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Following Successfully: Followership and Technology Adoption
Peter Hall & Iain L. Densten
Most firms in most countries find themselves taking up new technology in the wake of pioneers or first-movers. A central question is how (and whether) such firms can make a success of being followers–in the time-related sense of adopting subsequently. We take a novel approach to this question by drawing on the literature of leadership and followership within organisations. This literature employs characteristics in two dimensions to build a taxonomy of types of follower–in the hierarchical sense of working for and with an organisational superior. Using this approach, we generate hypotheses about the sorts of firms which are likely to prove more or less successful as early and later technology adopters. From the analysis, we are also able to identify ways in which the emerging followership literature requires strengthening.
The Internet and the Consumer: Countervailing Power Revisited
Jong-Youn Rha & Richard Widdows
The Internet is a tool with the potential to enable consumers to effectively participate in collective bargaining in the marketplace. The purpose of this paper is to address the viability of the concept of countervailing power in the Internet era. First, some theoretical perspectives on how on-line consumer networks have the potential to be a new source of countervailing power are introduced. Next, the potential for consumer countervailing power in the Internet era is discussed. A case study that illustrates the viability of the propositions is then presented. Finally, implications and limitations of the paper are briefly discussed: if the potential for countervailing power can be established, then the circumstances under which collective bargaining would occur and the determinants of its outcome would be of vital interest to consumer economists and policy makers.
Raising the Standard of Management Education for Electronic Commerce Professionals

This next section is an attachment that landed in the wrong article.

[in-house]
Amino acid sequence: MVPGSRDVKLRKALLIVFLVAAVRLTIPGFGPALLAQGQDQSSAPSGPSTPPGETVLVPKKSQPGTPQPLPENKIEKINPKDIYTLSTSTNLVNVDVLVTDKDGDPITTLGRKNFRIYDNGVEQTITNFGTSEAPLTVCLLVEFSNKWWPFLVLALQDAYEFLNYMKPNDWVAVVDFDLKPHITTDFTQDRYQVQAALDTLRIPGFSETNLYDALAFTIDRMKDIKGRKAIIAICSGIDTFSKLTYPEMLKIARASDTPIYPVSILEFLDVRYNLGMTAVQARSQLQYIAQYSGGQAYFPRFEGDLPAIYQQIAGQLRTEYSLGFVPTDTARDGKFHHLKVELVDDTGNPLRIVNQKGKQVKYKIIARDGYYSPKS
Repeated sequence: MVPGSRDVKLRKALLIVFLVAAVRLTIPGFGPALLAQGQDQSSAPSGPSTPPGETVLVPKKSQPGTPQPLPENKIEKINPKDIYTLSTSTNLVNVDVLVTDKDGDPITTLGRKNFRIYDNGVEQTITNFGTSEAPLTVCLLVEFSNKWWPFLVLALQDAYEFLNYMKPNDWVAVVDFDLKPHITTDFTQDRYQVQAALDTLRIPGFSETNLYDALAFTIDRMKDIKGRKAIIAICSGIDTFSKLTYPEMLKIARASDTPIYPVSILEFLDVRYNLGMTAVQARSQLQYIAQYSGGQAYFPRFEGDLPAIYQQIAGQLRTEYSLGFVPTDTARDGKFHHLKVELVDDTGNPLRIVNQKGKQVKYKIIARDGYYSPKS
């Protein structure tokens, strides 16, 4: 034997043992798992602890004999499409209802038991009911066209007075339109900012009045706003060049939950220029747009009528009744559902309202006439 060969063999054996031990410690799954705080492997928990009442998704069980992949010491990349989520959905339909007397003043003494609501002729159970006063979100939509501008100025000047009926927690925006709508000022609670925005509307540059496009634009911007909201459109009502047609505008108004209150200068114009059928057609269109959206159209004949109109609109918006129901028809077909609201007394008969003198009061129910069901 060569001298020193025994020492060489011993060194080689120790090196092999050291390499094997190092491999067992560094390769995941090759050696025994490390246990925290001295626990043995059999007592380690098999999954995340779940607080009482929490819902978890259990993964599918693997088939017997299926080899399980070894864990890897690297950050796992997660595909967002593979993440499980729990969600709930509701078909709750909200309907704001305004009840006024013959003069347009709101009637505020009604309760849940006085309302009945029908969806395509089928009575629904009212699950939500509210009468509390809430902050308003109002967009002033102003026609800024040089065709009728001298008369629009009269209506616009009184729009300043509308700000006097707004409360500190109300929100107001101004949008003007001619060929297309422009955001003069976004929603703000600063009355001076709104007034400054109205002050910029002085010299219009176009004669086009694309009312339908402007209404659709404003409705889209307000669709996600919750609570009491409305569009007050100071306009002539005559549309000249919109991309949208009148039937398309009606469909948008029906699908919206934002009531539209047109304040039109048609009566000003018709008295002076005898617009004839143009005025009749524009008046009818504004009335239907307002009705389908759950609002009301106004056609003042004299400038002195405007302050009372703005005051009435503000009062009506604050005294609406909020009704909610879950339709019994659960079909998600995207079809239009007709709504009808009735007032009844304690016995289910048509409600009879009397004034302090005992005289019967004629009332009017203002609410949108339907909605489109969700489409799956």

The teaching of electronic commerce in universities has become a growth industry in itself. The rapid expansion of electronic commerce programmes raises the question of what actually is being taught. The association of electronic commerce as primarily a technical or information technology (IT) phenomenon has not been sufficient to constrain it to IT and information systems departments. Business schools have been keen entrants into the electronic commerce coursework race and they are developing electronic commerce programmes in an environment where there is no agreed definition of the term. This paper draws on the work of Kenneth Boulding who argued that the dynamics of change in society are largely a product of changing skills and the way these skills are arranged into roles at the organizational level. It is argued that an overly technical interpretation of electronic commerce narrows the skills being acquired as part of formal education. Universities, under pressure from the market and technological change, are changing their roles resulting in a further narrowing of the breadth of issues that is seen as legitimate to be included as electronic commerce. The outcome is that aspiring electronic commerce professionals are not being exposed to a wide enough agenda of ideas and concepts that will assist them to make better business decisions.